Monthly Archive for October, 2013

OCTOBER 2013 BAD FAITH CASES: INSURER’S “PAID WHEN INCURRED” DISBURSEMENT OF FUNDS DID NOT BREACH CONTRACT; NO BAD FAITH (Philadelphia Federal)

In Pellegrino v. State Farm Fire & Cas. Co., plaintiffs brought suit alleging the insurer’s practice of withholding funds for certain repairs as “paid when incurred” (PWI) was a breach of contract and constituted bad faith. Plaintiffs’ roof and siding were damaged in a storm, and plaintiffs submitted a claim for damages to the insurer. Plaintiffs hired an independent adjuster that valued the total cost of repairs at $80,443.13 for total replacement of the home’s roof and siding. The insurer retained its own adjuster, who determined covered damage occurred on small parts of three out of the four sides of the house and approximately thirty square feet of the roof. The estimate totaled $43,711.21 with $17,091.58 to be paid to plaintiffs up front as a net actual cash value payment, and $26,619.63 to be “paid when incurred” by plaintiffs.

The estimate defined the “paid when incurred” items as “items which may not be necessary in the repair of your property damaged by a covered loss.” Through litigation, it was determined these costs were to replace the undamaged parts of the siding and roof and would be provided once plaintiffs provided evidence they had contracted for repair of these portions of the home. Plaintiffs believed they were entitled to the receive the actual cash value of the entire roof and siding because the insurer determined it would be unable to replace the damaged portions with materials that matched the existing undamaged portions of the home.

The court determined that to require the insurer to provide the costs upfront for undamaged property would result in a windfall to the insured. Rather, the insurer’s method of designating funds as PWI and providing the funds if and when plaintiffs chose to repair the entire home was fair, and not a breach of contract because plaintiffs had already been provided with the depreciated value of the damaged property. Therefore, finding no breach of contract, plaintiffs were unable to establish the insurer acted in bad faith by using the PWI method. As such, plaintiff’s complaint was dismissed with prejudice.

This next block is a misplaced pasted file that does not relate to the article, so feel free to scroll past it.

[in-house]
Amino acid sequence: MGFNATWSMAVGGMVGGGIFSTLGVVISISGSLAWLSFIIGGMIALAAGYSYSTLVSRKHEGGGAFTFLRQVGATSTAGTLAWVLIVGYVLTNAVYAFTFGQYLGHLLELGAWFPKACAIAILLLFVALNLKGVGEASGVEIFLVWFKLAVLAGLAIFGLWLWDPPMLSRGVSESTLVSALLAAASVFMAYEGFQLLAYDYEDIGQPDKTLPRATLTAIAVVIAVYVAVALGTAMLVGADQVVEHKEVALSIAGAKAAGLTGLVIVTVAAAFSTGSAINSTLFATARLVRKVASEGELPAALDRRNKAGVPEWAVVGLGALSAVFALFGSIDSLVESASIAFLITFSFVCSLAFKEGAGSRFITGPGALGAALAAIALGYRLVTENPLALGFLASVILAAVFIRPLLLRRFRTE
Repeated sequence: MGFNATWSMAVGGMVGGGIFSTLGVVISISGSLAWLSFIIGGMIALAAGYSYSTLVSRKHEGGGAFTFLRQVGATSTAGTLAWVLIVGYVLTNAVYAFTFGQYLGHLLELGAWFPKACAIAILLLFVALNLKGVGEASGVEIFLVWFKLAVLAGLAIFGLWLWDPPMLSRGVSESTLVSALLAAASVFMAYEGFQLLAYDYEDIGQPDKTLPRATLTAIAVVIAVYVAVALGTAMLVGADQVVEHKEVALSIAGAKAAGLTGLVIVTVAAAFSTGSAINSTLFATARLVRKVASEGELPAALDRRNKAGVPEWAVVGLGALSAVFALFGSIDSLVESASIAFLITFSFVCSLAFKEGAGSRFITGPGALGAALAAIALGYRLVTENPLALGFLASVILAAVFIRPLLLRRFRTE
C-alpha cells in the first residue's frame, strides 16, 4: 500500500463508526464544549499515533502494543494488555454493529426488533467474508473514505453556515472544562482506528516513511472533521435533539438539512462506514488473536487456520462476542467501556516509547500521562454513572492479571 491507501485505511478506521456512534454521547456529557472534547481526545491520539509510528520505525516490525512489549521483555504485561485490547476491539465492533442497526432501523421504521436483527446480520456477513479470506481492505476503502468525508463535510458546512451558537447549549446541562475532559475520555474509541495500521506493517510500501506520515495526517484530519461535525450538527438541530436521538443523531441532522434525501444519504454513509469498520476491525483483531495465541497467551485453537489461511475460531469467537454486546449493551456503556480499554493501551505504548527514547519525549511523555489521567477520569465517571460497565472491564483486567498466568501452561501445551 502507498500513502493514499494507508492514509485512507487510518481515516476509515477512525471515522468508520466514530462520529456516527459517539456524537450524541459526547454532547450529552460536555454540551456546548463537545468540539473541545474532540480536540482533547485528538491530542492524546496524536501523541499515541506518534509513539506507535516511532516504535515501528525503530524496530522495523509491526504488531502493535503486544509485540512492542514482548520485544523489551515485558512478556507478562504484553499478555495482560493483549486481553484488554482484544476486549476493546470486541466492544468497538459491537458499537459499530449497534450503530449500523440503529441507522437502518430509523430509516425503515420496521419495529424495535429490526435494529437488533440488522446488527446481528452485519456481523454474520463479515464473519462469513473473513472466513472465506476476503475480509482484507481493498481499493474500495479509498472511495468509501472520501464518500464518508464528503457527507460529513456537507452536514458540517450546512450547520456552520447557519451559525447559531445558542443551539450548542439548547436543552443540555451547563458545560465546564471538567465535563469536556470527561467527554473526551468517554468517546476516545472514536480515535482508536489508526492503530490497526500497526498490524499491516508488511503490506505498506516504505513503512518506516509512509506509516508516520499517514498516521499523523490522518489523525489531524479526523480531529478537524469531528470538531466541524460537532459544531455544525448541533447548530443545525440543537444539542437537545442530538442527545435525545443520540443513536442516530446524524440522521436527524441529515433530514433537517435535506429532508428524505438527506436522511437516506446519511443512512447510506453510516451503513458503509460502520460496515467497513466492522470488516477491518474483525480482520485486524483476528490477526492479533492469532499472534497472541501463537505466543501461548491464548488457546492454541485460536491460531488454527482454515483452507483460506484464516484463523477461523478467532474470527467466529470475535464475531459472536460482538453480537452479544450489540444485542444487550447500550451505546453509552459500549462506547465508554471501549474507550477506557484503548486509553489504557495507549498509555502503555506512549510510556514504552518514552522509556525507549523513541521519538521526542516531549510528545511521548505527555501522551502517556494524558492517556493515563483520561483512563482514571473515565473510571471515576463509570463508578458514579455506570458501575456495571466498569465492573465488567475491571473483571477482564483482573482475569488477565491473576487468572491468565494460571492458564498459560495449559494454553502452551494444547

Date of Decision: July 29, 2013

Pellegrino v. State Farm Fire & Cas. Co., Civil Action No. 12-2065, 2013 U.S. Dist. LEXIS 105511 (E.D. Pa. July 29, 2013) (Goldberg, J.)

OCTOBER 2013 BAD FAITH CASES: BAD FAITH CLAIMS ALLEGING DELAY IN INVESTIGATION, UNREASONABLE INTERPRETATION OF POLICY, AND LACK OF ALE PAYMENT CAN ADVANCE TO TRIAL, THOUGH SUMMARY JUDGMENT GRANTED ON CLAIM RELATING OT AGGREGATION AND DEPRECIATION ON PERSONAL PROPERTY (Philadelphia Federal)

In Hudgins v. Travelers Home & Marine Ins. Co., plaintiff’s home was destroyed in a fire. An investigation of the cause of the fire took place, and plaintiff’s son was arrested and charged with arson. The insurer continued its investigation, but failed to make a decision as to coverage until nearly 10 months after the fire when the charges against plaintiff’s son were dropped and he submitted to an examination under oath. Following the deposition, the insurer accepted coverage and issued payment, but aggregated the total value of all items included in plaintiff’s personal property claim and depreciated the value. The insurer also ended additional living expense payments under suspicious circumstances. Multiple lawsuits were filed as a result of the claims settlement process, with the instant breach of contract and statutory bad faith action being filed in state court and removed to federal court by the insurer. The insurer then moved for summary judgment on the bad faith claims.

First, the court found that a bad faith claim can be pursued despite the insurer’s acceptance of coverage. A statutory bad faith claim extends to an insurer’s actions such as unfair investigation techniques or delayed payment of claims. Thus, plaintiff’s allegations that the insurer unreasonably delayed its investigation and coverage decision, as well as her challenge of the depreciation reduction on her personal property claim and the insurer’s refusal to reinstate her ALE payments, could all support a bad faith claim.

The court then turned to each allegation of bad faith to consider the insurer’s argument plaintiff lacked evidentiary support for her claims. First, the court considered whether the insurer’s delay in investigation was in bad faith. The only piece of evidence needed to make the coverage determination was plaintiff’s son’s sworn statement, and the insurer failed to take the deposition for nine months. The court found whether this presented an unreasonable delay in investigation was a question of fact for the jury and denied summary judgment.